Many of the digital magazine systems that use a ‘file download’ approach allow the user to ‘turn the page’ herself, eg by pointing and clicking to the bottom right hand corner of a virtual page. The page then moves across the screen before your amazed eyes to lay out a new two page spread (or a full single page if that’s your preference). Click on this link to find a page-turning example.
At an early stage our programmers produced code for such a page-turning option. It would be straightforward to introduce it to the Exact Editions system. It does not significantly impact on the computer resources used, but we are not convinced that it really helps the user. We have a suspicion that it is used by some of the other systems because the moment or two that it takes for the page-turning to be complete allows the software to retrieve and build the next page. The page-turning effect is really being used to conceal or distract from the fact that the software doesnt work fast enough in real time. A sour-grapes reaction? Perhaps but there is no question that a speed reader, who is actually using the web to read a substantial body of material, is soon going to be irritated by the mechanical sameness of a page-turning eleent to the software. Google do not have such a page-turning feature on their Google Book Search, but Google is not right about everything. If you think we should offer page-turning please leave a note in the comments area.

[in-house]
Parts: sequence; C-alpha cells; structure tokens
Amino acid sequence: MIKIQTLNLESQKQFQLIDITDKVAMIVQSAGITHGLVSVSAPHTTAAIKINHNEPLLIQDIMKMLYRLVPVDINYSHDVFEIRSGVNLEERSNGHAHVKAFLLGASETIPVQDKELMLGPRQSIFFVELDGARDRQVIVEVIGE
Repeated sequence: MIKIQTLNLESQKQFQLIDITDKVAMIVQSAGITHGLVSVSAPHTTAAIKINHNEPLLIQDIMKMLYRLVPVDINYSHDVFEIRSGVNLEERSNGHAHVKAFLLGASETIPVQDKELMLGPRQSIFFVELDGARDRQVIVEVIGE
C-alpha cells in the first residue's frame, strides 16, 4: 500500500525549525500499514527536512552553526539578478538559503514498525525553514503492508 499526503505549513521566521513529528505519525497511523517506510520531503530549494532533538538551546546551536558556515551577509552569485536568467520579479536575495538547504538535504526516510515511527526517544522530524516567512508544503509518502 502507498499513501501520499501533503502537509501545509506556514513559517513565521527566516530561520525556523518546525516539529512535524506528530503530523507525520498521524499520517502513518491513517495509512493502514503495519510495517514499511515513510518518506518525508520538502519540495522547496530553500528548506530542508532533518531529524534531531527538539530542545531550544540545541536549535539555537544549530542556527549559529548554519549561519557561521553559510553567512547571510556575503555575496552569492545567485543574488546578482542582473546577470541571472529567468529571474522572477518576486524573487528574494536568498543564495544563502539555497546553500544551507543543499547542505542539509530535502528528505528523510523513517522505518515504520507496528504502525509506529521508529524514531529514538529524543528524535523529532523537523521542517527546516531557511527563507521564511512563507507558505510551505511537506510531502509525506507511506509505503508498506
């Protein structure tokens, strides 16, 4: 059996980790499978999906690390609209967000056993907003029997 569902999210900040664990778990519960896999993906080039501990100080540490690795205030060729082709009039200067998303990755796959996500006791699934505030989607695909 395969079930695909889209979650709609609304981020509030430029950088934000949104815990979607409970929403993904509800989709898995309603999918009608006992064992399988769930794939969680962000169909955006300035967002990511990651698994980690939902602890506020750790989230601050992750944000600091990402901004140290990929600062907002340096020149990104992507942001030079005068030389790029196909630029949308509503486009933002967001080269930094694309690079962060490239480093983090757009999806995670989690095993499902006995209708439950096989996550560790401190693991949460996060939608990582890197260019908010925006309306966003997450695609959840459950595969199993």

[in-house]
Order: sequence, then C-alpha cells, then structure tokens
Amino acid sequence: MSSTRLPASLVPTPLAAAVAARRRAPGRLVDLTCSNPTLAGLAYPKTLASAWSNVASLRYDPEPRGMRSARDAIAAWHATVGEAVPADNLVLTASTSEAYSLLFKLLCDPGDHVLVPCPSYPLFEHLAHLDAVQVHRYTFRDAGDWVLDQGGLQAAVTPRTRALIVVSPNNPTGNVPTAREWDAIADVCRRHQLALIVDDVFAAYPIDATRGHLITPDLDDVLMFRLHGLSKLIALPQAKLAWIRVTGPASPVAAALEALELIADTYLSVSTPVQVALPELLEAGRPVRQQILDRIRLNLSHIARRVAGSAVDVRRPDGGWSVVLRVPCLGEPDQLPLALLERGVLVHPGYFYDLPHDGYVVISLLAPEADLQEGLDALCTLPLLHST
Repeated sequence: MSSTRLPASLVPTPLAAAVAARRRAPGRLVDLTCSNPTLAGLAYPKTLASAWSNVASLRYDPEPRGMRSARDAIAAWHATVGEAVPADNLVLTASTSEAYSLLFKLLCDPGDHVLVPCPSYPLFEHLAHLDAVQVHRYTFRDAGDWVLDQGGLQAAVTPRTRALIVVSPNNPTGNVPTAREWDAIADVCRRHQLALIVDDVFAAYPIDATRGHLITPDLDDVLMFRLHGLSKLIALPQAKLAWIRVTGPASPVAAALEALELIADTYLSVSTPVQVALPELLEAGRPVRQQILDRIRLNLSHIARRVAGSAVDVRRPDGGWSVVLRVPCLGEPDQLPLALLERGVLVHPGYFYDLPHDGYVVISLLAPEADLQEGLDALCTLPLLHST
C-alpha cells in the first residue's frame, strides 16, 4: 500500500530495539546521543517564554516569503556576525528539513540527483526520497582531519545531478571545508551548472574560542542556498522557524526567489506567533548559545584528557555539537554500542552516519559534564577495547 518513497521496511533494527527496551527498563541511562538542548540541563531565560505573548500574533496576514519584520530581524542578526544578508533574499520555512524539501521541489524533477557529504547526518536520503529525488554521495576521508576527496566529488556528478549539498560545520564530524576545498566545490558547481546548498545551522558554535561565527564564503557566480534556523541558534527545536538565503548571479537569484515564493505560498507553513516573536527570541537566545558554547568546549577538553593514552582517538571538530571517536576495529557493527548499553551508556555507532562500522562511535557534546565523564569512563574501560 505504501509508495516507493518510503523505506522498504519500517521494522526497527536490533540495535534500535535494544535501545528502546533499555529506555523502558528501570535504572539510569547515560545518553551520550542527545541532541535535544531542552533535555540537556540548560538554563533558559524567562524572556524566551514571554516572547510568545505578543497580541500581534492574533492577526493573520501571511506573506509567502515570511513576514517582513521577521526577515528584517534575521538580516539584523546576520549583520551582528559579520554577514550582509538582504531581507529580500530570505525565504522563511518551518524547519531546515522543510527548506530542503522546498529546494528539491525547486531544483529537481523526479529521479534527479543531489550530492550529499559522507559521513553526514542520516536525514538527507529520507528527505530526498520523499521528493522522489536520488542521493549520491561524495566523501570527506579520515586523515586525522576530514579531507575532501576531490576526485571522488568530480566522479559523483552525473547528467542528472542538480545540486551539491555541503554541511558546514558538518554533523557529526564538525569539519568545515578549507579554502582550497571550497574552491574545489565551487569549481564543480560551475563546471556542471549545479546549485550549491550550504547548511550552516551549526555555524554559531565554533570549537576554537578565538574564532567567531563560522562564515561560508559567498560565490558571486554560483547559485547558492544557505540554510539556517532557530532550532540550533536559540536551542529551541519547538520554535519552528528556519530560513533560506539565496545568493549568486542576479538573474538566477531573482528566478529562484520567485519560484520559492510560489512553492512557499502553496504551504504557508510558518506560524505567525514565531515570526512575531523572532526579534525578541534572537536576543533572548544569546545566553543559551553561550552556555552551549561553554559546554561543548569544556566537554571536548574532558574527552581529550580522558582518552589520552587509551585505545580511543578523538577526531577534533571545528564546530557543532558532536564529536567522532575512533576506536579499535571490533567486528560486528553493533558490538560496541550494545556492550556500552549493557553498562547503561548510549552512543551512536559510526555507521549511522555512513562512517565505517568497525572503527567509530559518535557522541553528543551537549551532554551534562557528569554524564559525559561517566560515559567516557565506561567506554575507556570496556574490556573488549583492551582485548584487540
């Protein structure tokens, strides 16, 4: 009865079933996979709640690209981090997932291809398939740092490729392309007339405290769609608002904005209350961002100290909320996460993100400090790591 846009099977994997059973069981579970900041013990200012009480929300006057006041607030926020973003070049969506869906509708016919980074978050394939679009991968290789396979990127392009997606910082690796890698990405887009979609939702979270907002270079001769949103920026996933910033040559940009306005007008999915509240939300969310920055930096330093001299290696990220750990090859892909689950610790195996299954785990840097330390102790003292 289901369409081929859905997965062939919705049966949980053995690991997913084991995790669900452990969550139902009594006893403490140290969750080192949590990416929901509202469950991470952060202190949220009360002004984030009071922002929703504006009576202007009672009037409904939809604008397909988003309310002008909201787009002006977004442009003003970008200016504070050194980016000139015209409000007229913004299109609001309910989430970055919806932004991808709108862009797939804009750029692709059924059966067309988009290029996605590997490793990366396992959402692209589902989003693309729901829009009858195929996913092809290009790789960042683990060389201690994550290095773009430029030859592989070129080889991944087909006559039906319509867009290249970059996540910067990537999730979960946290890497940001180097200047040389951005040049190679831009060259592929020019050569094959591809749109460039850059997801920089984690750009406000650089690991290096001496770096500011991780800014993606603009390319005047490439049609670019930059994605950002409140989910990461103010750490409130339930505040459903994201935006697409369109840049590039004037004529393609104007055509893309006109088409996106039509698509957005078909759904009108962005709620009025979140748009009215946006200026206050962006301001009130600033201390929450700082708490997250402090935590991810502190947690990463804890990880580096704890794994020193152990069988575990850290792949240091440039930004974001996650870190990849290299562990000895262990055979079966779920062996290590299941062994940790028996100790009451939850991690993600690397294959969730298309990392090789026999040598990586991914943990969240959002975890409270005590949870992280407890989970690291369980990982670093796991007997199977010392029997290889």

You could always make the page-flipping a feature that the user could turn on or turn off. After all, that’s what the sample you’re linking to offers.
Pretty late as a reply, but I agree that providing it as an option could be *an* answer. There is another way though…What’s worth considering is that the page turning ‘trick’ is normally offered as (1) a user-drag thing, where it takes as long as the user cares to drag it across, AND as (2) a fixed-speed effect if the user just clicks on the page corner.It is the fixed-speed thing that could let you have your eye-candy cake and eat it too: make the fixed-speed transition effect fast – not so fast that it might as well not be there, but fast enough to be no bother for any but the fussiest speed reader.